Outside Now: A Conversation with Dweezil Zappa, Part 2
Continued from Part One …
While Dweezil Zappa‘s tour will include a few tracks from Via Zammata, most of each show will center around performances of Frank’s challenging material. And Dweezil’s band follows the late Zappa’s onstage approach of building improvisation into the songs. “That’s one of the unique things about Frank’s music,” Dweezil observes. “He actually created spots within the songs for improvisation. If you play that same song a hundred times, it would be different every time. A large part of his catalog was created that way.” Now as then, that guarantees concertgoers never see the same show twice.
Dweezil characterizes his live set as a balancing act. “A lot of the people coming to a show are predominantly interested in hearing Frank’s music,” he readily concedes. “This particular tour set list is comprised mainly of early Mothers stuff,” he says, with a particular emphasis on music from Frank’s debut album, the 1966 double-LP Freak Out. “Then there is a large chunk of stuff from Joe’s Garage  and some other stuff from the ’80s.”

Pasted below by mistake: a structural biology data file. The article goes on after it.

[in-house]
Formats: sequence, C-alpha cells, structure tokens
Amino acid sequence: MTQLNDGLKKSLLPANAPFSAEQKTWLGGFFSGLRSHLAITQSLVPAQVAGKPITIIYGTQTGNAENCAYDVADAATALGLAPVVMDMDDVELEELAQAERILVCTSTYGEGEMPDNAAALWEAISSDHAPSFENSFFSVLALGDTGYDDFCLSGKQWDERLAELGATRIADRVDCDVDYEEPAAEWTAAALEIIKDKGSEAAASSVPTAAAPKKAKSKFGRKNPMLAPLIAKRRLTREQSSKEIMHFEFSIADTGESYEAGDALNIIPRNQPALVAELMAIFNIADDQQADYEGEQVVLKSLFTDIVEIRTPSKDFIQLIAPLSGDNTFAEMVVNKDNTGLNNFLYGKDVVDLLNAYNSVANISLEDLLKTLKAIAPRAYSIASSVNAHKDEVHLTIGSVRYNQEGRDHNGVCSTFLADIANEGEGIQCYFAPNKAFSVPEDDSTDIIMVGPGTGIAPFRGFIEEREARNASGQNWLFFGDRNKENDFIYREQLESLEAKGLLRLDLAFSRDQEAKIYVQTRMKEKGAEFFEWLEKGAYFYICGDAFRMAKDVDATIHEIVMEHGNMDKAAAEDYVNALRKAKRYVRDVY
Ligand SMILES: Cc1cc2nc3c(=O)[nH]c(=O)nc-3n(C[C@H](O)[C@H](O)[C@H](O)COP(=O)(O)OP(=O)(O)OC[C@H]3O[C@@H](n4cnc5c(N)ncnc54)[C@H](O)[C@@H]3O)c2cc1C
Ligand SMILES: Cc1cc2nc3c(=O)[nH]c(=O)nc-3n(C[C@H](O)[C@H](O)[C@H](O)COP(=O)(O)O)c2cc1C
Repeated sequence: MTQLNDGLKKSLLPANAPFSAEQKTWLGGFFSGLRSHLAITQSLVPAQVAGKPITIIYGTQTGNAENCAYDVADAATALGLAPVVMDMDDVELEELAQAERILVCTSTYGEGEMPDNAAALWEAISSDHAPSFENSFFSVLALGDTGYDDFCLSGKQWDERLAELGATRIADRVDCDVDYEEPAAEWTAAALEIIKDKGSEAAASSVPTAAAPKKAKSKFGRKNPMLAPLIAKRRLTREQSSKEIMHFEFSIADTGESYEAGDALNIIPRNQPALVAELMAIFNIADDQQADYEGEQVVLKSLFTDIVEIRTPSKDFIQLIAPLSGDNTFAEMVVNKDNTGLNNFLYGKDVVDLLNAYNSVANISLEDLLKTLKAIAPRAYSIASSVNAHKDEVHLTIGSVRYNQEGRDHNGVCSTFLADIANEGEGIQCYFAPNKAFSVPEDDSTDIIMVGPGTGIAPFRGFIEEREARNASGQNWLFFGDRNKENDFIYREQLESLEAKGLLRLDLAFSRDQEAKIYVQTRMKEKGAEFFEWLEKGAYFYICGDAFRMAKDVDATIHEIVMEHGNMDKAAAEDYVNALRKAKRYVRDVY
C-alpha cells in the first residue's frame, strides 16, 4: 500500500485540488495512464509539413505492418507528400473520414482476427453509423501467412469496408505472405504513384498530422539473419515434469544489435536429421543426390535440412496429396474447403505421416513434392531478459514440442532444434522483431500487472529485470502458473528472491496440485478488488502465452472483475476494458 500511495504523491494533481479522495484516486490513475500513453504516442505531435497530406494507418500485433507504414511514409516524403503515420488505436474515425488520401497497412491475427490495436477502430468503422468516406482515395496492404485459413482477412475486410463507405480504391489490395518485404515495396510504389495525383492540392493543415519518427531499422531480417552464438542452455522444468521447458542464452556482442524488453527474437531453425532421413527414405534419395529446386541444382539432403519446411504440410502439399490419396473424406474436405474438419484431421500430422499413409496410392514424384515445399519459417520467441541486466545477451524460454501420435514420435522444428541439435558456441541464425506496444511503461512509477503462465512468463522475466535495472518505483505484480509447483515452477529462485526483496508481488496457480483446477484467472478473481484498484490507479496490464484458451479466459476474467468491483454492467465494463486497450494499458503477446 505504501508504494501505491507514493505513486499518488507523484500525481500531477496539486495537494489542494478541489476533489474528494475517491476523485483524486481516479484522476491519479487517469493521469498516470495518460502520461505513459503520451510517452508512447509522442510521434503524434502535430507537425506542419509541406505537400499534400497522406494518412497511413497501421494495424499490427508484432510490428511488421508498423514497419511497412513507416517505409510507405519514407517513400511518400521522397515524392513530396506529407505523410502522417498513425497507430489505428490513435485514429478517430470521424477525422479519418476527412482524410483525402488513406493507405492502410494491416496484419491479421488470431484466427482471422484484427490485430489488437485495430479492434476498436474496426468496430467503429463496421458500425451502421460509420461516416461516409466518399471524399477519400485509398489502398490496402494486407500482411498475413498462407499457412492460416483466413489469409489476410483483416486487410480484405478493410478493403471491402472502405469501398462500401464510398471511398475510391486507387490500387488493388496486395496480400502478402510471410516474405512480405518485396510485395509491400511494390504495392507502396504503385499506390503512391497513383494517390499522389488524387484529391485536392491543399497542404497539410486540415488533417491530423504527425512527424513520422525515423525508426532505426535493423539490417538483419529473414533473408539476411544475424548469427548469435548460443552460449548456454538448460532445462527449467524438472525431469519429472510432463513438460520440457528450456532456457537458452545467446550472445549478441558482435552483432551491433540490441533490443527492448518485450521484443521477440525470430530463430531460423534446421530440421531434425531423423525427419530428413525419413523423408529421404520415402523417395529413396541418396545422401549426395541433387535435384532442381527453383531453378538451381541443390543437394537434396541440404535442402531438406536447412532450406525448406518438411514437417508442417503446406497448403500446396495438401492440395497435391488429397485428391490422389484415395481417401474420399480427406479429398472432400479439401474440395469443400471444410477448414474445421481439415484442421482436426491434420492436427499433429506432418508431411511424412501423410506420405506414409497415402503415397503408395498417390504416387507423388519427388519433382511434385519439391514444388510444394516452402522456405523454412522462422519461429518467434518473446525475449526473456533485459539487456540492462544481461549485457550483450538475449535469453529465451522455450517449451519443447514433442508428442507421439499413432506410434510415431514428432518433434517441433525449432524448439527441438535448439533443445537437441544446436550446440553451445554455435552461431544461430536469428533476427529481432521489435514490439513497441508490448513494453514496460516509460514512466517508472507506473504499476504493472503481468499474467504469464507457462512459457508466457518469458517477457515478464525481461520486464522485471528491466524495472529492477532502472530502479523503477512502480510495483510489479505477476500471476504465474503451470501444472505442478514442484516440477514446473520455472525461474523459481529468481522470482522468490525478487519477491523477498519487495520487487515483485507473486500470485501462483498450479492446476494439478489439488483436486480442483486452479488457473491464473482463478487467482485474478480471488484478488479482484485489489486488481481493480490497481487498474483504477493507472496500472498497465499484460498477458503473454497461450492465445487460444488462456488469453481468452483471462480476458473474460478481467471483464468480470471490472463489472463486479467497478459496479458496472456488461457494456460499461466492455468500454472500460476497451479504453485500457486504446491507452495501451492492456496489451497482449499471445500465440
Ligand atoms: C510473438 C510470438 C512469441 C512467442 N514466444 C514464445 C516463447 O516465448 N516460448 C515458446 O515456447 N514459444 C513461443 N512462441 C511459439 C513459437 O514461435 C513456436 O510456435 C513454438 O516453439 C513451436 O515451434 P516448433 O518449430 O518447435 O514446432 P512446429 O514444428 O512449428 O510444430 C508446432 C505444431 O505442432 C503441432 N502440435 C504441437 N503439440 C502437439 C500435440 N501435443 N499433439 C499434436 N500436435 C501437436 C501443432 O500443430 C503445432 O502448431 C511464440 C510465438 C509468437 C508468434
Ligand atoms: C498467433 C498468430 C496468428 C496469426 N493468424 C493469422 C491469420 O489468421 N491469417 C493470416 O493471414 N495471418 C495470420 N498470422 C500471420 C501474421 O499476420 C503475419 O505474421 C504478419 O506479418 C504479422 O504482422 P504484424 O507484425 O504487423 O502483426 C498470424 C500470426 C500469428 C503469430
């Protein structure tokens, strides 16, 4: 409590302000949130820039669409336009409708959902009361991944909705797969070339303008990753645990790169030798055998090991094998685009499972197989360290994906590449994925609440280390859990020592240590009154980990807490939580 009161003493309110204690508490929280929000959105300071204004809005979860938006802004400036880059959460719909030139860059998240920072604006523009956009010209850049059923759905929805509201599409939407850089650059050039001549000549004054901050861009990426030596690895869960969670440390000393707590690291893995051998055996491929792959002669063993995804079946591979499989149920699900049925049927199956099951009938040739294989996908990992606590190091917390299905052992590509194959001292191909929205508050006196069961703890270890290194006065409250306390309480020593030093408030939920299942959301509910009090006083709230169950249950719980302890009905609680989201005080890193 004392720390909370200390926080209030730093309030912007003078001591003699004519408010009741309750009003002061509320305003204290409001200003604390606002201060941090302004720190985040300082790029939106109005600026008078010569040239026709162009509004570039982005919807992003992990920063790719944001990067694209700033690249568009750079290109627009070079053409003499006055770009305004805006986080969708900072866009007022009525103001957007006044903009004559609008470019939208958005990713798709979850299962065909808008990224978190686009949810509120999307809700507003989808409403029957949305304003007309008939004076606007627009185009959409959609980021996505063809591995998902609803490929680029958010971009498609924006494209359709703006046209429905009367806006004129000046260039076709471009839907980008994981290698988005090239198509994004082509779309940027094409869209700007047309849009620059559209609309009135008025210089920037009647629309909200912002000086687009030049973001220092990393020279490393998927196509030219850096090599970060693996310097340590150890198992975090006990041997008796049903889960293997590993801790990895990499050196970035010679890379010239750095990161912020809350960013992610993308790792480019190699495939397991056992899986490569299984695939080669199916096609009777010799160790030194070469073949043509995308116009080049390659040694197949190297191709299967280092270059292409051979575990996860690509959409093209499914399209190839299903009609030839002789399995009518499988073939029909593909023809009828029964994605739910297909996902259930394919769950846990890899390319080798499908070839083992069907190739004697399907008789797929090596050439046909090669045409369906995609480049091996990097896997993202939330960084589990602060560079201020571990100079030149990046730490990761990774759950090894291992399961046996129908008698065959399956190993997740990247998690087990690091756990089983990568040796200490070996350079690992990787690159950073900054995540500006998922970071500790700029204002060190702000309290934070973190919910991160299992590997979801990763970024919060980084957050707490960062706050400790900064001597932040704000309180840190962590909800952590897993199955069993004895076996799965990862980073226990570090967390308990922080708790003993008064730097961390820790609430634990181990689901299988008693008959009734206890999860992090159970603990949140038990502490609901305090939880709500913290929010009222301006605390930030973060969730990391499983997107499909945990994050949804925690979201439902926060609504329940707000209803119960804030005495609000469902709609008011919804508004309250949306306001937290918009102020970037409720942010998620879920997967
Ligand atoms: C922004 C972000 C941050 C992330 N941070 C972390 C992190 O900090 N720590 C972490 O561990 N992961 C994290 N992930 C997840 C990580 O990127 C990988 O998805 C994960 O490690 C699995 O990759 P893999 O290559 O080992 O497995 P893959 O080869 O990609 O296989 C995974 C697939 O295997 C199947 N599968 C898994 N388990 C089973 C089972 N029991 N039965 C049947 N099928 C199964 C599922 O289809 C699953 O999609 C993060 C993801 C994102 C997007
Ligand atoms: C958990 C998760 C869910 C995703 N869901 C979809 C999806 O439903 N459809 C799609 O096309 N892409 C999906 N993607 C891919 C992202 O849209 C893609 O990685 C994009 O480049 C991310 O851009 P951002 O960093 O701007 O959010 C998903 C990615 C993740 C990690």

“But,” Dweezil laughs, “we don’t ever try to create a greatest-hits kind of thing. ‘Cause there isn’t really anything like that.”
Dweezil explains that his own guitar abilities grew from studying his father’s music. “The hardest part was to develop a vocabulary that allowed me to speak in some of the same [musical] sentences that he would create himself,” he says. “I had to find ways to trick my brain into thinking that way.”
But he didn’t start out playing his dad’s music. Dweezil’s first single was “My Mother is a Space Cadet” b/w/ “Crunchy Water,” – “I had only been playing guitar for nine months when I made that,” he says – and if the single showed the influence of anyone, it was probably Van Halen. “I always loved my Dad’s music, but his music was way harder than any other music,” Dweezil says. “It didn’t seem like the obvious place to start. I knew that somewhere I would have to build up to that, but at the time that I got interested in guitar, Van Halen and Randy Rhoads guitar playing with Ozzy Osbourne, were huge influences. That stuff was the most popular music at that time.”